Intermittently Administered Human Parathyroid Hormone(1–34) Treatment Increases Intracortical Bone Turnover and Porosity Without Reducing Bone Strength in the Humerus of Ovariectomized Cynomolgus Monkeys

Authors

  • David B. Burr,

    Corresponding author
    1. Department of Anatomy and Cell Biology, Indiana University School of Medicine, Indianapolis, Indiana, USA
    2. Department of Orthopedic Surgery, Indiana University School of Medicine, Indianapolis, Indiana, USA
    3. Biomechanics and Biomaterials Research Center, Indiana University-Purdue University at Indianapolis, Indianapolis, Indiana, USA
    • Department of Anatomy and Cell Biology, MS 5035, Indiana University School of Medicine, 635 Barnhill Drive, Indianapolis, IN 46202, USA
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  • Toru Hirano,

    1. Department of Anatomy and Cell Biology, Indiana University School of Medicine, Indianapolis, Indiana, USA
    2. Biomechanics and Biomaterials Research Center, Indiana University-Purdue University at Indianapolis, Indianapolis, Indiana, USA
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  • Charles H. Turner,

    1. Department of Orthopedic Surgery, Indiana University School of Medicine, Indianapolis, Indiana, USA
    2. Biomechanics and Biomaterials Research Center, Indiana University-Purdue University at Indianapolis, Indianapolis, Indiana, USA
    3. Department of Mechanical Engineering, Indiana University-Purdue University at Indianapolis, Indianapolis, Indiana, USA
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  • Charlotte Hotchkiss,

    1. Department of Pathology, Wake Forest University School of Medicine, Winston-Salem, North Carolina, USA
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  • Robert Brommage,

    1. Department of Pathology, Wake Forest University School of Medicine, Winston-Salem, North Carolina, USA
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  • Janet M. Hock

    1. Lilly Research Laboratories, Eli Lilly and Company, Indianapolis, Indiana, USA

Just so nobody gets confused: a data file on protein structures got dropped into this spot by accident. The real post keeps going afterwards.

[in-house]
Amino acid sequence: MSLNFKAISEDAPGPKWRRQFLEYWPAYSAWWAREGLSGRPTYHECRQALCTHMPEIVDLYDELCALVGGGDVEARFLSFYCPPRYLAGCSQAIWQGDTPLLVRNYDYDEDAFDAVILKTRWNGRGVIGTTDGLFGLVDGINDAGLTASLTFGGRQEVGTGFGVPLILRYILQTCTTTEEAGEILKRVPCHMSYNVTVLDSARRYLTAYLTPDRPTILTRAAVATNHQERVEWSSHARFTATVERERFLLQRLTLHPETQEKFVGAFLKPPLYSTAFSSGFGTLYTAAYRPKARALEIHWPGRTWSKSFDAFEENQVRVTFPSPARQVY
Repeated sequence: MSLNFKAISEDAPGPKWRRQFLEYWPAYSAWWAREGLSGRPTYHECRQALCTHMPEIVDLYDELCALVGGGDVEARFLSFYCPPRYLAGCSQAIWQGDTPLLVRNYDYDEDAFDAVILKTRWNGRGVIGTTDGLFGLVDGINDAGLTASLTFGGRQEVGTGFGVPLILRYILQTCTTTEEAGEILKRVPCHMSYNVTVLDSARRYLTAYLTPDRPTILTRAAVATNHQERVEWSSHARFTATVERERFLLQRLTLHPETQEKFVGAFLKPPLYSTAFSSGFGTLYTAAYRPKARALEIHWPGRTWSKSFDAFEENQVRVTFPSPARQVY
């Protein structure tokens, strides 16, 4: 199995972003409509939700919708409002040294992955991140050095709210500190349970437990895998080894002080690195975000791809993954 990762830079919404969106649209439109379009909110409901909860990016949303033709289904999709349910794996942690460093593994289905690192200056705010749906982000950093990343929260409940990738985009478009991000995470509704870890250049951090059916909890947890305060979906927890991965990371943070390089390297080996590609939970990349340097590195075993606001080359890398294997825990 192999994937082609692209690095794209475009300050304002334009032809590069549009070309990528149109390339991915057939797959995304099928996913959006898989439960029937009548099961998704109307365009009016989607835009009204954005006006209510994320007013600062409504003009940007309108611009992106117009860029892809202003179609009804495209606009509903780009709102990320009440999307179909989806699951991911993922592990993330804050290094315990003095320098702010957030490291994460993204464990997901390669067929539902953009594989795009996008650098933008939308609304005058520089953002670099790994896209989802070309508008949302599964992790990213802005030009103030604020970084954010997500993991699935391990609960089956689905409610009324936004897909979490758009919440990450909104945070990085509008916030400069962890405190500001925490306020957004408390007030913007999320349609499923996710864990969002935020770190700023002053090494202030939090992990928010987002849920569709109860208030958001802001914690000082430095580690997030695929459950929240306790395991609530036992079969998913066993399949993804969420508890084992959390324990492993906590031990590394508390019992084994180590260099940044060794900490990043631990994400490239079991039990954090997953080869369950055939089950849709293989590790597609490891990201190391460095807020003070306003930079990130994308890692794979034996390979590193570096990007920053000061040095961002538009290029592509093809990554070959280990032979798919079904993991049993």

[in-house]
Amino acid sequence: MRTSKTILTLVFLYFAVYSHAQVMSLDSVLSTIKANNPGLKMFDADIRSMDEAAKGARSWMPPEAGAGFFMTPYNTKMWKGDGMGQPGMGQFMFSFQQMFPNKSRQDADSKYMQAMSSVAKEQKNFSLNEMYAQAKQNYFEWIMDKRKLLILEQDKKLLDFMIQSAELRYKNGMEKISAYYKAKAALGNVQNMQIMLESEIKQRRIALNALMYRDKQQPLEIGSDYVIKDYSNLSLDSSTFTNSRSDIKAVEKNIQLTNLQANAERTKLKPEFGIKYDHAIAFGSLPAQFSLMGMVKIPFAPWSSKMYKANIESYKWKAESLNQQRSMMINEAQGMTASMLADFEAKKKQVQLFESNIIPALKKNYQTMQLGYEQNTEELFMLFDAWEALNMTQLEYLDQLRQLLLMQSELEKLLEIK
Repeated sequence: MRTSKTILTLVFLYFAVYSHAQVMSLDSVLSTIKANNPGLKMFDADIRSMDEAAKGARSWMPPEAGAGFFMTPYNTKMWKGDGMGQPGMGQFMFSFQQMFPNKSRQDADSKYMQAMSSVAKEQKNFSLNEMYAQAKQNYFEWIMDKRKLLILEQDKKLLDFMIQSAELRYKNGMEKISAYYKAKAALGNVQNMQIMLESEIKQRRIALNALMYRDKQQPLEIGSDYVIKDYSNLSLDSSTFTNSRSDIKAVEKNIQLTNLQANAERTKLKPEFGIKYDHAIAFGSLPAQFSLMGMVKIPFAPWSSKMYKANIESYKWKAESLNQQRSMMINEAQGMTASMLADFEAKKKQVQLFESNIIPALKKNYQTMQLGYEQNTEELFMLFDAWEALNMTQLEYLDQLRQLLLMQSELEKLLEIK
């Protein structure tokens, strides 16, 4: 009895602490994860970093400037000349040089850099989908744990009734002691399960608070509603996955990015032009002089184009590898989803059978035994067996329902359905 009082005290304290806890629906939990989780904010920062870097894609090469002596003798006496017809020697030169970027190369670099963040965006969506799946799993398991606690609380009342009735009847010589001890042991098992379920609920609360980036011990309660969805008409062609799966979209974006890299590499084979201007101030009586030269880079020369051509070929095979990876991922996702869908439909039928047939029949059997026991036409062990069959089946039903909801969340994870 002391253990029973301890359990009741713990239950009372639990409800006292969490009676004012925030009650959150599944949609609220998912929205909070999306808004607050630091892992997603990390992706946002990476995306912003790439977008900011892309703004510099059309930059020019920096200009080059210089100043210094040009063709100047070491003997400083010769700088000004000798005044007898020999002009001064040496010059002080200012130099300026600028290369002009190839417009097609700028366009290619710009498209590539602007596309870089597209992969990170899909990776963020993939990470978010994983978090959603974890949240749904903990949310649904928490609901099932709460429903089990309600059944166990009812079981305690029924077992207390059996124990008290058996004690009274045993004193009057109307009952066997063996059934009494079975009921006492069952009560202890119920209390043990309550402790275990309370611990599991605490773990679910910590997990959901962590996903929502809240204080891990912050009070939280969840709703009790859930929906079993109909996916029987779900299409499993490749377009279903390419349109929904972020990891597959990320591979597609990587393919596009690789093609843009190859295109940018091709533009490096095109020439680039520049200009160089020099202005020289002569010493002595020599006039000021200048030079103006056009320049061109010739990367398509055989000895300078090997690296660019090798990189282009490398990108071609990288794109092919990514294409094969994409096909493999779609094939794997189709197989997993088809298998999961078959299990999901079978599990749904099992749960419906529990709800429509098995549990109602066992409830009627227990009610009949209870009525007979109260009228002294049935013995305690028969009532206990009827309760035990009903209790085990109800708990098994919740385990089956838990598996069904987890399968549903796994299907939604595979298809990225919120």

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Abstract

Cortical porosity in patients with hyperparathyroidism has raised the concern that intermittent parathyroid hormone (PTH) given to treat osteoporotic patients may weaken cortical bone by increasing its porosity. We hypothesized that treatment of ovariectomized (OVX) cynomolgus monkeys for up to 18 months with recombinant human PTH(1–34) [hPTH(1–34)] LY333334 would significantly increase porosity in the midshaft of the humerus but would not have a significant effect on the strength or stiffness of the humerus. We also hypothesized that withdrawal of PTH for 6 months after a 12-month treatment period would return porosity to control OVX values. OVX female cynomolgus monkeys were given once daily subcutaneous (sc) injections of recombinant hPTH(1–34) LY333334 at 1.0 μg/kg (PTH1), 5.0 μg/kg (PTH5), or 0.1 ml/kg per day of phosphate-buffered saline (OVX). Sham OVX animals (sham) were also given vehicle. After 12 months, PTH treatment was withdrawn from half of the monkeys in each treatment group (PTH1-W and PTH5-W), and they were treated for the remaining 6 months with vehicle. Double calcein labels were given before death at 18 months. After death, static and dynamic histomorphometric measurements were made intracortically and on periosteal and endocortical surfaces of sections from the middiaphysis of the left humerus. Bone mechanical properties were measured in the right humeral middiaphysis. PTH dose dependently increased intracortical porosity. However, the increased porosity did not have a significant detrimental effect on the mechanical properties of the bone. Most porosity was concentrated near the endocortical surface where its mechanical effect is small. In PTH5 monkeys, cortical area (Ct.Ar) and cortical thickness (Ct.Th) increased because of a significantly increased endocortical mineralizing surface. After withdrawal of treatment, porosity in PTH1-W animals declined to sham values, but porosity in PTH5-W animals remained significantly elevated compared with OVX and sham. We conclude that intermittently administered PTH(1–34) increases intracortical porosity in a dose-dependent manner but does not reduce the strength or stiffness of cortical bone.

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